5 ways to get out of mental traps

There are certain mindsets every founder has to actively work to avoid, like pressuring yourself to personally touch every project, believing you have to be “killing it” at all times when you’re talking about your company to others, and feeling like you can never rest. I’ve personally made all 3 of these mistakes (and every other mistake you’ll see here), and each one can really take its toll.

Looking back, it’s easy to say I shouldn’t have made these mistakes, but when you are in the thick of it all, it’s all too easy to fall into one of these traps.

Here are five of the most dangerous mental traps I’ve fallen into — so learn from them!

1. Saying, “I’ll just do it,” if you see a teammate moving too slowly and you feel like you can do the work faster yourself.

This is the mistake I find myself making most often.

It’s especially prevalent among founders of early-stage startups, in those situations when you’ve hired a new team member to take over some part of your job for you. The truth is, a new hire will need time to ramp up, to learn the job — and of course, during that learning period, they won’t be able to complete the tasks you used to do as fast as you can.

But that doesn’t matter. Taking over their workload is the opposite of what you want to do, because it will prevent them from ever being able to run their domain autonomously. That will, in turn, prevent you from ever being able to scale your company.

And it’ll have other side effects, too. Stepping on your new teammate’s toes damages their morale — especially if they’re already suffering from a bit of Imposter Syndrome. And it wastes money in opportunity cost, mostly in the long run.

Let your new hires struggle so they grow — at least for the first few weeks.

2. Measuring hours, not progress

In the startup world, it’s annoyingly common to overhear people bragging about how often they get to the office early or stay there late.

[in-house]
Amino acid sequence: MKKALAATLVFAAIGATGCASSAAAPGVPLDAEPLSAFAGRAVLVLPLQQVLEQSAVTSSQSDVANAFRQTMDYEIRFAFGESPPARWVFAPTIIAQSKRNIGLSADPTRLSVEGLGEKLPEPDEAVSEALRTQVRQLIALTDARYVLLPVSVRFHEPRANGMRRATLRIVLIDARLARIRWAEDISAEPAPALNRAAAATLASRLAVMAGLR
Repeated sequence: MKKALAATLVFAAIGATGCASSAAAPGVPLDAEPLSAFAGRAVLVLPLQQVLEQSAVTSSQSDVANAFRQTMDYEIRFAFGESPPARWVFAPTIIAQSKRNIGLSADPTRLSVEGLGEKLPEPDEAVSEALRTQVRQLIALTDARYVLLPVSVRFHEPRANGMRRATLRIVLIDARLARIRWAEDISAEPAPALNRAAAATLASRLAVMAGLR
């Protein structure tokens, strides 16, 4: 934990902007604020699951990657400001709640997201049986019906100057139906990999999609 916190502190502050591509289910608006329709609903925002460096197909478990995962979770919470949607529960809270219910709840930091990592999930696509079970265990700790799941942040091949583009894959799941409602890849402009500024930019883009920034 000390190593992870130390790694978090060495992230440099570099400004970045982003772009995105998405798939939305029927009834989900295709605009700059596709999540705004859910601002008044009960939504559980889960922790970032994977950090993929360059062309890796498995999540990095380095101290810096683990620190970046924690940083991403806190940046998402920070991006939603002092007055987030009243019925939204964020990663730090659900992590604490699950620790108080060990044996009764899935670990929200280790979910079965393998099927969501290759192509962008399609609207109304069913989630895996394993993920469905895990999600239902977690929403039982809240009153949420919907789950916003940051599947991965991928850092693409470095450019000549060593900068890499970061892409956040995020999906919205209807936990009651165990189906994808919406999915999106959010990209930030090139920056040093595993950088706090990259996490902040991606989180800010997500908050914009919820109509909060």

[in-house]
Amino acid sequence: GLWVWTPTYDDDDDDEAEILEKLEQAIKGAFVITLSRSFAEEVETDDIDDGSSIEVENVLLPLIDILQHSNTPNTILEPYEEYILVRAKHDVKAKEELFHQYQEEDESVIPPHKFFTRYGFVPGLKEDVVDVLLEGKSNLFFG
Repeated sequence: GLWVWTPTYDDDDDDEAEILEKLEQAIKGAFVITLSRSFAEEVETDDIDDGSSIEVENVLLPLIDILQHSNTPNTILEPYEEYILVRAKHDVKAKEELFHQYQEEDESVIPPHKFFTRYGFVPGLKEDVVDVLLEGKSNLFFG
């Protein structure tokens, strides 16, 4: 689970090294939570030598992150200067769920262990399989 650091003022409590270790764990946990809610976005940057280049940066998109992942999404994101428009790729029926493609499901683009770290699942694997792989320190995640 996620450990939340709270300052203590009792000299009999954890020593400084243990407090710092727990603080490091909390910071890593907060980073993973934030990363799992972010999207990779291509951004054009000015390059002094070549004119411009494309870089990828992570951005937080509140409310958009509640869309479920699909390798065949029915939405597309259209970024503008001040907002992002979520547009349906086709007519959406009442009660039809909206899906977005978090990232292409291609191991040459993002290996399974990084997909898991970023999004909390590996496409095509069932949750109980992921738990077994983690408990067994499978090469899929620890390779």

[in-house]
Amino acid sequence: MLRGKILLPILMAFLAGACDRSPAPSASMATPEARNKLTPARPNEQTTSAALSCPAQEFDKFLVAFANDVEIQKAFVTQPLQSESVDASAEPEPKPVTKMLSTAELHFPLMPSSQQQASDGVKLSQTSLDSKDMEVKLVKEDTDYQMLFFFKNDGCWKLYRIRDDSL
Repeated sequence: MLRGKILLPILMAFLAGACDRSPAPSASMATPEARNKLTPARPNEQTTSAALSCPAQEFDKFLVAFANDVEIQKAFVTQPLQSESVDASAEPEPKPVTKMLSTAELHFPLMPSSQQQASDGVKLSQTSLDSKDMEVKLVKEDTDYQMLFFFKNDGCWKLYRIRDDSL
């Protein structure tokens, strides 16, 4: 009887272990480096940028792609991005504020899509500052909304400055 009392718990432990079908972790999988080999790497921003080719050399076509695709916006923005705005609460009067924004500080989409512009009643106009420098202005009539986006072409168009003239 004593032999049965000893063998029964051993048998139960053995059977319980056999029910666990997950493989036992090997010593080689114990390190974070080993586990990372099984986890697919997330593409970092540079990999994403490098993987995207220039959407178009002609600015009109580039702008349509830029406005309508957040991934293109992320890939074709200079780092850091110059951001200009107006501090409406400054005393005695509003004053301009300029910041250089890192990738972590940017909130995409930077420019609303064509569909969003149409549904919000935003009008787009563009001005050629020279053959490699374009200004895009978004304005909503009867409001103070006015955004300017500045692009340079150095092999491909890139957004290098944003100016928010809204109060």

That literally means nothing.

Unlike in Corporate America, that facetime doesn’t matter here. All that matters is progress.

Here’s what I’ve learned: I would rather have my team sleep later and leave earlier if that means they are sharper and more productive when they’re in the office. What matters are deliverables. To measure someone’s contribution to a growing company or cause, you need only look at things like:

  • What they accomplish
  • If they hit roadmap goals or deadlines
  • If they’re a reliable and respected team member

Of course, founders often behave in ways which prop up this fallacy, too. I try and avoid doing that by creating daily checklists for myself, and measuring my day in accordance with what manageable tasks I’ve accomplished or made progress on during the day.

Ultimately, being goal-oriented — as opposed to hours-oriented — is how you align conceptions of “productivity” with success, for both yourself and your team.

3. Feeling like you can’t take a break

Many founders routinely push themselves to the point of exhaustion in running their company — mentally sprinting 18 straight hours a day, never allowing themselves to stop, sleep, or take a vacation. They feel it’s what they need to do. I’ve even seen founders post about their “work ethic” on Instagram or Twitter as a way to get some social validation that what they are doing is “extra-ordinary”. Nothing gives you motivation these days like that late night “like” or “retweet.”